• As a 54 year old I picked up the new Dandy expecting not to be impressed but the opposite turned out to be the case. I like it. It is alive!
                            • t's a MASSIVE improvement from the quality of the paper as soon as you pick it up you know your in for a treat. Im sure the kids will love it. It's a real contender,it looks like the Beano has it's old rival back and the games on to win over the kiddies with two top quality productions! Strips like the new bananaman made me chuckle just for the drawing style and poses, very lively! Same goes for the energy in Harry Hill and the others it's got a great boisterous attitudeit's a fabulous production huge congratulations to everyone who was involved, you have made me feel more optimistic about the future of British comics!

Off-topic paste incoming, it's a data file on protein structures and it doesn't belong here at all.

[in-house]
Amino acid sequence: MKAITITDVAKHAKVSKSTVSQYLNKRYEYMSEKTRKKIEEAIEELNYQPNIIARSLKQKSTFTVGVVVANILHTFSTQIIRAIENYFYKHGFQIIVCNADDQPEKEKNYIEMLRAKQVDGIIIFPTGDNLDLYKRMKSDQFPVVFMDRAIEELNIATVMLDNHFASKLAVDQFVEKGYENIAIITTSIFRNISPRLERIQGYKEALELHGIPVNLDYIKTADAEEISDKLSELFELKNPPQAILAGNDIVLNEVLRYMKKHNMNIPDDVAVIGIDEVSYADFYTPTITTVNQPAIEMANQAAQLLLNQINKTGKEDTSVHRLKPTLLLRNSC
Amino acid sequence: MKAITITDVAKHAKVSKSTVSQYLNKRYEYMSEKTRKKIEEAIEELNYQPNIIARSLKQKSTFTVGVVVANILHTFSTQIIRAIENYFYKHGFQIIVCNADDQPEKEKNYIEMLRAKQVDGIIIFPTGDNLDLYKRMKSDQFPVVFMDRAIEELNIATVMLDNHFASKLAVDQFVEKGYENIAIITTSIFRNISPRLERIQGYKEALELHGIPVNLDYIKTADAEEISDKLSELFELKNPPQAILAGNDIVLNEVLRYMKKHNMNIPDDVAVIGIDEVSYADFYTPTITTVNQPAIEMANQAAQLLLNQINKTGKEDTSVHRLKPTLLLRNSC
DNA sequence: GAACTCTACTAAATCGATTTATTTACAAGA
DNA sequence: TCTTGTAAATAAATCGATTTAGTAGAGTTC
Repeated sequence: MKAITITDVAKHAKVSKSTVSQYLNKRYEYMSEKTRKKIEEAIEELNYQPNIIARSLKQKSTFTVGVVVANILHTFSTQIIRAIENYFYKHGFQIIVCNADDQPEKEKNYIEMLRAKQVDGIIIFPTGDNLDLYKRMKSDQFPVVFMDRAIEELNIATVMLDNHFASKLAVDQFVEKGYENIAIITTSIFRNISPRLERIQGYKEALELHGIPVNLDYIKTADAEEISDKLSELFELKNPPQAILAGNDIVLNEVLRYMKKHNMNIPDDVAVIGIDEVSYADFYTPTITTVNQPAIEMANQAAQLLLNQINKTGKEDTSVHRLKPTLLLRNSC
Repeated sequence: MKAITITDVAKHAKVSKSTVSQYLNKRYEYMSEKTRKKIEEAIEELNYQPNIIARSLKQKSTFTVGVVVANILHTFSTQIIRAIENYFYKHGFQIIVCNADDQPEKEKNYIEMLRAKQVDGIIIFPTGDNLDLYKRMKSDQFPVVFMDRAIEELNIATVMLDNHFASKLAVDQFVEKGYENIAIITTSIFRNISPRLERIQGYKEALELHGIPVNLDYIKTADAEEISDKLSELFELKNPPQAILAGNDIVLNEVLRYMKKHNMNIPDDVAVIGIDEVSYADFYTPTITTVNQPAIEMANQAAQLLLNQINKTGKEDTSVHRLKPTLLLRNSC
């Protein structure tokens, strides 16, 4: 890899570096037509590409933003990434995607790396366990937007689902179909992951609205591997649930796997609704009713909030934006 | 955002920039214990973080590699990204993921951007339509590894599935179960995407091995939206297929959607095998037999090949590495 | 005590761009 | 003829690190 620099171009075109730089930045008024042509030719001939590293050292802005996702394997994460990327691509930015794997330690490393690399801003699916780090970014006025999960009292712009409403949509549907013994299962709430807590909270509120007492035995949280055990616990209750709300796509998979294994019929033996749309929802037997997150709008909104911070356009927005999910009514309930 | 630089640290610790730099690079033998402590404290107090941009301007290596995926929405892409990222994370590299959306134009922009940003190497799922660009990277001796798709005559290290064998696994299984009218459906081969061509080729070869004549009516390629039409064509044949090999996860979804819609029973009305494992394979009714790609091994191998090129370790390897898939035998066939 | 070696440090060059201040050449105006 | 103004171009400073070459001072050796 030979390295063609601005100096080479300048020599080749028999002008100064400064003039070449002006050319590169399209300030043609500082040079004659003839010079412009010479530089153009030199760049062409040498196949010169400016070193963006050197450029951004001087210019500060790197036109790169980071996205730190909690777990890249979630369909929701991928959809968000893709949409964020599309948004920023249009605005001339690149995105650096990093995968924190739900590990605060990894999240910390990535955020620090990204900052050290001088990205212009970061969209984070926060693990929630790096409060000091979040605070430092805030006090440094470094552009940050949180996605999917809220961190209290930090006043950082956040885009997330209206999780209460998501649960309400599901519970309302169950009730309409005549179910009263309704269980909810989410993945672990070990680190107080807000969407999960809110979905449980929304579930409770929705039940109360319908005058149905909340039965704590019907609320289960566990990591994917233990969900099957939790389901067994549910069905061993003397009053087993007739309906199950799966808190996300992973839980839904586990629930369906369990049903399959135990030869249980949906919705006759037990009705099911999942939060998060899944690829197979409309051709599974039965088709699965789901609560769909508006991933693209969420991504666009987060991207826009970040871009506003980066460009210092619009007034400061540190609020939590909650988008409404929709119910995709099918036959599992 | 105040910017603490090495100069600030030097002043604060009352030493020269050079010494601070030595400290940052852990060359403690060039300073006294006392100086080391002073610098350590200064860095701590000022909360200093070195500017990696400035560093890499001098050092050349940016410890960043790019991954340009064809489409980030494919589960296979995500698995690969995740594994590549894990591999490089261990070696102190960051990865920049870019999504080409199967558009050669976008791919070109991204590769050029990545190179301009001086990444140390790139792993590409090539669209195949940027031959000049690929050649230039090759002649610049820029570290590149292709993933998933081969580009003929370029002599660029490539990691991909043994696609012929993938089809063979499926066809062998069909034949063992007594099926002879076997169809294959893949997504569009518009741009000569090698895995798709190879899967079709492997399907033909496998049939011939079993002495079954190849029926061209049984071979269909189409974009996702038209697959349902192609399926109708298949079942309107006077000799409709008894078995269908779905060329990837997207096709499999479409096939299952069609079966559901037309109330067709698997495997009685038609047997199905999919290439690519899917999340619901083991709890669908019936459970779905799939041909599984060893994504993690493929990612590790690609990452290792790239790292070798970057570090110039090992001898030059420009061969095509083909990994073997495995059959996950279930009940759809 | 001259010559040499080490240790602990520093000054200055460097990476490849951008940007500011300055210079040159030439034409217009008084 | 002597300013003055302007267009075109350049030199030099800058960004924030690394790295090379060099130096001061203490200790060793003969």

• My personal favourite was George and Dragon, but I did like the Harry Hill script as it harks back to the feel of the Krazy Gang in Cheeky.The funniest thing was listening to my 16 year old moaning that the likeness of Simon Cowell wasn't good enough!
                            • I grabbed a copy yesterday, and I have to say I was so impressed. Its fresh and just what was needed. It would be great for the beano and dandy rivalry to return, now that the Dandy is a comic again
                                    Nicely put.

                                    41 comments:

                                    Kid said...

                                    Sorry to seem negative, NP, but all those glowing accolades fail to thrill me. As history attests, the people who feel the need to dash off letters about comics are always in the minority. Most of the people who buy it won't bother writing to anybody, regardless of whether they like it or not.